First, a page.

Imagine you have an indestructible machine that restores one copy of you from backup every 200 years. In this scenario, it seems you should anticipate waking up with equal probability between now and the end of time. But it's inconsistent with the formulation of probability for discrete outcomes: we end up with a diverging series, and as the length of the experiment approaches infinity (ignoring real-world cosmology for the moment), the subjective probability of every individual outcome (finding yourself at t=1, finding yourself at t=2, etc.) approaches 0. The equivalent classic formulation is a setup where the Experimenter is programmed to wake Beauty after every time-slice and unconditionally put her back to sleep.

This is not the only possible "diverging Sleeping Beauty" problem. Suppose that at t=1, Beauty is put back to sleep with probability 1/2 (like in the classic experiment), at t=2 she is put back to sleep with probability 1/3, then 1/4, and so on. In this case, while it seems almost certain that she will eventually wake up permanently (in the same sense that it is "almost certain" that a fair random number generator will eventually output any given value), the expected value is still infinite.

In the case of a converging series of probabilities of remaining asleep - for example, if it's decided by a coin toss at each iteration whether Beauty is put back to sleep, in which case the series is 1/2 + 1/4 + 1/8 + ... = 1 -- Beauty can give a subjective expected value, or the average time at which she expects to be woken up permanently.

In a general case, let Ei be the event "the experiment continues at stage i" (that is, Beauty is not permanently awakened at stage i, or in the alternate formulation, more copies are created beyond that point). Then if we extrapolate the notion of "subjective probability" that leads us to the answer 2/3 in the classic formulation, then the definition is meaningful if and only if the series of objective probabilitiesi=1..∞ P(Ei) converges -- it doesn't have to converge to 1, we'll just need to renormalize the calculations otherwise. Which, given that the randomizing events are independent, simply doesn't have to happen.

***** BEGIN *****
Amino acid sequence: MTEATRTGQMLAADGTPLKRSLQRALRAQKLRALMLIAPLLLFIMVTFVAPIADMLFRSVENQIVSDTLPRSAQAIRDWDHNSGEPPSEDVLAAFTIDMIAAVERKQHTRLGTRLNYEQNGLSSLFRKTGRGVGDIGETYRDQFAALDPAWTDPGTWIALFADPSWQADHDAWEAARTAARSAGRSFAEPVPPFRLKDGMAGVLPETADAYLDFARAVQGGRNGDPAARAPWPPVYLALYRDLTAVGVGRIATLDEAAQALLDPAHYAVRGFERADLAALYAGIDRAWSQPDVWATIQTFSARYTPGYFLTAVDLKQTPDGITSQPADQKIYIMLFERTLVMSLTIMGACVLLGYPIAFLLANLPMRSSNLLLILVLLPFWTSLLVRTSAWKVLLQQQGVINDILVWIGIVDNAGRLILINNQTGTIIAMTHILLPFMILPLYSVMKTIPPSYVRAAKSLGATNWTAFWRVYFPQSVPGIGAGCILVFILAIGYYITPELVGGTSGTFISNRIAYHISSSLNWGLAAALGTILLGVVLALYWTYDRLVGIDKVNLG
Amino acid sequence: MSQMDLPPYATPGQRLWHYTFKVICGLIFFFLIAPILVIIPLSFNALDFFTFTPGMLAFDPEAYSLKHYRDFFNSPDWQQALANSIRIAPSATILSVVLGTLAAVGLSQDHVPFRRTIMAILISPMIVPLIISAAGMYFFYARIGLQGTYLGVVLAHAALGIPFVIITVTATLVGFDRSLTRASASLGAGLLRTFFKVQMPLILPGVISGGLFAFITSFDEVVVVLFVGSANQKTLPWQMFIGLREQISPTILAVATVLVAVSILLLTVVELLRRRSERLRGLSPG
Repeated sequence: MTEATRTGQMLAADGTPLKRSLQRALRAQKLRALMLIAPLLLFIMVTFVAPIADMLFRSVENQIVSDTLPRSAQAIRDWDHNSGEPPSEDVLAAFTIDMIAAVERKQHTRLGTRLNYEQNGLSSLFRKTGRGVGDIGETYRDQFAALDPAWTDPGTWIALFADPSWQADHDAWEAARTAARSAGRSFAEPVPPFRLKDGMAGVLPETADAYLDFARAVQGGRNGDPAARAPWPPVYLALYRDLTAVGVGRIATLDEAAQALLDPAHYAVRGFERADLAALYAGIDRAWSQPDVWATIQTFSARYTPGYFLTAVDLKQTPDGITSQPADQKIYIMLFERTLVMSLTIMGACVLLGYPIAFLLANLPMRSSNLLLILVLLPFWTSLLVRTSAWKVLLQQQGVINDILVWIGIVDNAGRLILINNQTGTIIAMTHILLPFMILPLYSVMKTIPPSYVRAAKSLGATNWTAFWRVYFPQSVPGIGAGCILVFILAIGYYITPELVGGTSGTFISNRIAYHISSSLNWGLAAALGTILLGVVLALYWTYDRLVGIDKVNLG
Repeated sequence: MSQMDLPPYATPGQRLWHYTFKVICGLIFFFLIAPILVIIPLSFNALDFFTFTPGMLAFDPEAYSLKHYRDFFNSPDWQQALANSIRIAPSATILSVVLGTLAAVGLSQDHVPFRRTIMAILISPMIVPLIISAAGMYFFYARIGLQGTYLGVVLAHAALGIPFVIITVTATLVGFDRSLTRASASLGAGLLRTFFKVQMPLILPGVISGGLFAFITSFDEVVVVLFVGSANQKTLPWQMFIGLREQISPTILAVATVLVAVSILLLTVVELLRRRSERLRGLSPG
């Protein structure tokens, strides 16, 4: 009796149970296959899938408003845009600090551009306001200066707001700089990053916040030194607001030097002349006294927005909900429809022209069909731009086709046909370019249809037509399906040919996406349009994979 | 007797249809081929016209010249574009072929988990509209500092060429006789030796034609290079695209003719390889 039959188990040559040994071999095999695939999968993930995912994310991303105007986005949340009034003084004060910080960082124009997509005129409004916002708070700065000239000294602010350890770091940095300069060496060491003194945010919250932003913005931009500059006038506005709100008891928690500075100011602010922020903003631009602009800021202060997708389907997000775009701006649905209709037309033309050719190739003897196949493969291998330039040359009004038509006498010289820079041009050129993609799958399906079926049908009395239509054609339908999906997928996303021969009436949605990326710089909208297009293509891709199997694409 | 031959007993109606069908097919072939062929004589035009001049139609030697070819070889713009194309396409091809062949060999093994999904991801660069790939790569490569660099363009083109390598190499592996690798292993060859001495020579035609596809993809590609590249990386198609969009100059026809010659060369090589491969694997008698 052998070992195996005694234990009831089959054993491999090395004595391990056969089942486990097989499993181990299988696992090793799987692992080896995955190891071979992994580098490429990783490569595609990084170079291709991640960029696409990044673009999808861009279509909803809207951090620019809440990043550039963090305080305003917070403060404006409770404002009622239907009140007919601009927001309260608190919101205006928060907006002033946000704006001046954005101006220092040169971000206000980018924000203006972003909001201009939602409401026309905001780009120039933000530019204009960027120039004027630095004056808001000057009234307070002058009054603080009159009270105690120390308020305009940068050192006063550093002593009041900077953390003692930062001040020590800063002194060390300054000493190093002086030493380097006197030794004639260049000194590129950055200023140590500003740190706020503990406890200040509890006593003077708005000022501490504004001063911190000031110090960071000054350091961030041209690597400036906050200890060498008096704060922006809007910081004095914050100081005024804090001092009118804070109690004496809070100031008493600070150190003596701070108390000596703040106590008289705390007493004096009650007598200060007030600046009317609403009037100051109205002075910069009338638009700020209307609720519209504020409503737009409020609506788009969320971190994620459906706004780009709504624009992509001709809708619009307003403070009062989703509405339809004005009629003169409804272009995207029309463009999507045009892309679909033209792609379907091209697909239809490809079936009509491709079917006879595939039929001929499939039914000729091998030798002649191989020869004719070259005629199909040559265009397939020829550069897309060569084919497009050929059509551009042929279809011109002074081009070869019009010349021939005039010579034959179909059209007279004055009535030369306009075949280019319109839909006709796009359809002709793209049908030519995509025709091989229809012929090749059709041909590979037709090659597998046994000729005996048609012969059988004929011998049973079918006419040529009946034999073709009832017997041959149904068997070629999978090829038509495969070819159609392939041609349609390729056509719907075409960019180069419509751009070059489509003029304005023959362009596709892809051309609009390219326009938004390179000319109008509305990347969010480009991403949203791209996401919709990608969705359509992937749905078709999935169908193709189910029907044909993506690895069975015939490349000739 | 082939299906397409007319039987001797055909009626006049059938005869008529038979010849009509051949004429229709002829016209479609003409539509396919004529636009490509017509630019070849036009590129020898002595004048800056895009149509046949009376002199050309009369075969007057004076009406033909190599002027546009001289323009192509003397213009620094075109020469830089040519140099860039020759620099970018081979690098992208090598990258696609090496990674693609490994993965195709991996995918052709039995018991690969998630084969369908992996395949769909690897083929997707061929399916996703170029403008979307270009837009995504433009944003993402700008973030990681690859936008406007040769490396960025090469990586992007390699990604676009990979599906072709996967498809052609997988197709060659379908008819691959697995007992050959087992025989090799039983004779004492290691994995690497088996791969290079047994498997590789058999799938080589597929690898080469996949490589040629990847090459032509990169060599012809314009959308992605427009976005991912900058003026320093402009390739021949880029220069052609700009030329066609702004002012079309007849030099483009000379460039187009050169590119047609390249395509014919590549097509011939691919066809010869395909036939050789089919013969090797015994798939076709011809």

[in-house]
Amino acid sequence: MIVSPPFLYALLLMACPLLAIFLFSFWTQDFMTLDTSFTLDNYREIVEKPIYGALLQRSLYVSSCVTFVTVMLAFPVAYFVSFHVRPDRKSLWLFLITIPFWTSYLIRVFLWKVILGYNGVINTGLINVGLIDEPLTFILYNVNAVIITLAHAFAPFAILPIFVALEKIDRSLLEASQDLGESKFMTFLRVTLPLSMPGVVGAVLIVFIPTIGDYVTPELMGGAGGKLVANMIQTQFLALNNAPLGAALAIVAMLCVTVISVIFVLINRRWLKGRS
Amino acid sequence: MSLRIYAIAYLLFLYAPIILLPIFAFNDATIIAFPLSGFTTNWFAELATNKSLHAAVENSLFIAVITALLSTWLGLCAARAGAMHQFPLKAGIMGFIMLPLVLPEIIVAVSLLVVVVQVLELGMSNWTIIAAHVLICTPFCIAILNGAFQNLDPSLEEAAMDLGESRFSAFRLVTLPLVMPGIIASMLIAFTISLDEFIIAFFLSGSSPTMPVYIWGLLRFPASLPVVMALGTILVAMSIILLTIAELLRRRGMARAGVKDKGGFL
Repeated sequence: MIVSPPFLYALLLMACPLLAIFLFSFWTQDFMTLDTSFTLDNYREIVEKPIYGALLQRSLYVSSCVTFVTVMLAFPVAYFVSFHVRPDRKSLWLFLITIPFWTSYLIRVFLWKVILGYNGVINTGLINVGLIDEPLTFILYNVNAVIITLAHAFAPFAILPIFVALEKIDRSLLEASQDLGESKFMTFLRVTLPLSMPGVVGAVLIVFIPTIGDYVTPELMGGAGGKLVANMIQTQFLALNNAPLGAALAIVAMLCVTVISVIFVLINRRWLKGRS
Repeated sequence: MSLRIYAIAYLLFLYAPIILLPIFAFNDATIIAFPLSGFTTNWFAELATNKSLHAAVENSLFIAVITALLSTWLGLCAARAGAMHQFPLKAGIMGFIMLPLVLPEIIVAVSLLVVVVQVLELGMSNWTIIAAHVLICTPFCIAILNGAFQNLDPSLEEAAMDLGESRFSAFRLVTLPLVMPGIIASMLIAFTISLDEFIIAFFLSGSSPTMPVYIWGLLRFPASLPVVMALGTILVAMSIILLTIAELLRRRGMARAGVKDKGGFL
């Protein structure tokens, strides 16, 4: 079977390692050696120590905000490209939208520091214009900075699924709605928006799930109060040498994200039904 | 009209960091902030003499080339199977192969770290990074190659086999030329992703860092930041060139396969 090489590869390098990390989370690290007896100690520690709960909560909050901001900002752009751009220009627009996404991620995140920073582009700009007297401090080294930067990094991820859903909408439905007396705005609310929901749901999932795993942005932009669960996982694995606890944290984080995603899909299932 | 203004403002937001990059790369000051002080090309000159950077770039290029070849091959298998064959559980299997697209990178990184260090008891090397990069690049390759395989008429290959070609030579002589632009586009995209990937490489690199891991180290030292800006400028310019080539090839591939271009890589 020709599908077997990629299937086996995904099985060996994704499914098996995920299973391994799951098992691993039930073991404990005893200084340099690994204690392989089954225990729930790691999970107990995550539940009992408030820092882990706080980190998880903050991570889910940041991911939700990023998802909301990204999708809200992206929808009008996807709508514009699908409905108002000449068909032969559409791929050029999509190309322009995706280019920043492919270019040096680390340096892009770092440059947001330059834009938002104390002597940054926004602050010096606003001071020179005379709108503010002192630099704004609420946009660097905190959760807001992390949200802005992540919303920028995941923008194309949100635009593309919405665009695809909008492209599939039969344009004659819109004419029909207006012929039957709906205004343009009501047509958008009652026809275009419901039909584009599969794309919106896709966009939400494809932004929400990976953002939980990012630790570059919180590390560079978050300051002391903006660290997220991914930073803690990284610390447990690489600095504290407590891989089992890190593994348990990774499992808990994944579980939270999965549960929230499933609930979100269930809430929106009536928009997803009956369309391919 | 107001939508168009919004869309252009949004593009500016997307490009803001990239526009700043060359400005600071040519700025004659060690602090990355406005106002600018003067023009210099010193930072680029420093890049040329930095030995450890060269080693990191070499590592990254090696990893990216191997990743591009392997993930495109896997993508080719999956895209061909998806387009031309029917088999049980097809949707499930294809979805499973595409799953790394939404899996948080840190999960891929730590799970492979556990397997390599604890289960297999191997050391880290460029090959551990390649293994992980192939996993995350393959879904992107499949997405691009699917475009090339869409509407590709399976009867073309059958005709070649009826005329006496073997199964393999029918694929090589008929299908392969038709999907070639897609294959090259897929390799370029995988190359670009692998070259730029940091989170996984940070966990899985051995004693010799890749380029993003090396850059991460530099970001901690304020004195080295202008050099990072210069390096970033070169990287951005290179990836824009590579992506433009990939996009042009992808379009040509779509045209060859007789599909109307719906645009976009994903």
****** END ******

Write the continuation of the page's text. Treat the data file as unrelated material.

Even if we reformulate the experiment in terms of decision theory, it's not clear how it will help us. If the bet is "win 1 utilon if you get your iteration number right", the probability of winning it in a divergent case is 0 at any given iteration. And yet, if all cases are perfectly symmetric information-wise so that you make the same decision over and over again, you'll eventually get the answer right, with exactly one of you winning the bet, even no matter what your "decision function" is - even if it's simply something like "return 42;". Even a stopped clock is right sometimes, in this case once.

It would be tempting, seeing this, to discard the notion of "subjective anticipation" altogether as ill-defined. But that seems to me like tossing out the Born probabilities just because we go from Copenhagen to MWI. If I'm forked, I expect to continue my experience as either the original or the copy with a probability of 1/2 -- whatever that means. If I'm asked to participate in the classic Sleeping Beauty experiment, and to observe the once-flipped coin at every point I wake up, I will expect to see tails with a probability of 2/3 -- again, whatever that means.

The situations described here have a very specific set of conditions. We're dealing with complete information erasure, which prevents any kind of Bayesian update and in fact makes the situation completely symmetric from the decision agent's perspective. We're also dealing with an anticipation all the way into infinity, which cannot occur in practice due to the finite lifespan of the universe. And yet, I'm not sure what to do with the apparent need to update my anticipations for times arbitrarily far into the future, for an arbitrarily large number of copies, for outcomes with an arbitrarily high degree of causal removal from my current state, which may fail to occur, before the sequence of events that can lead to them is even put into motion.

Some Thoughts Are Too Dangerous For Brains to Think

15 WrongBot 13 July 2010 04:44AM
[EDIT - While I still support the general premise argued for in this post, the examples provided were fairly terrible. I won't delete this post because the comments contain some interesting and valuable discussions, but please bear in mind that this is not even close to the most convincing argument for my point.]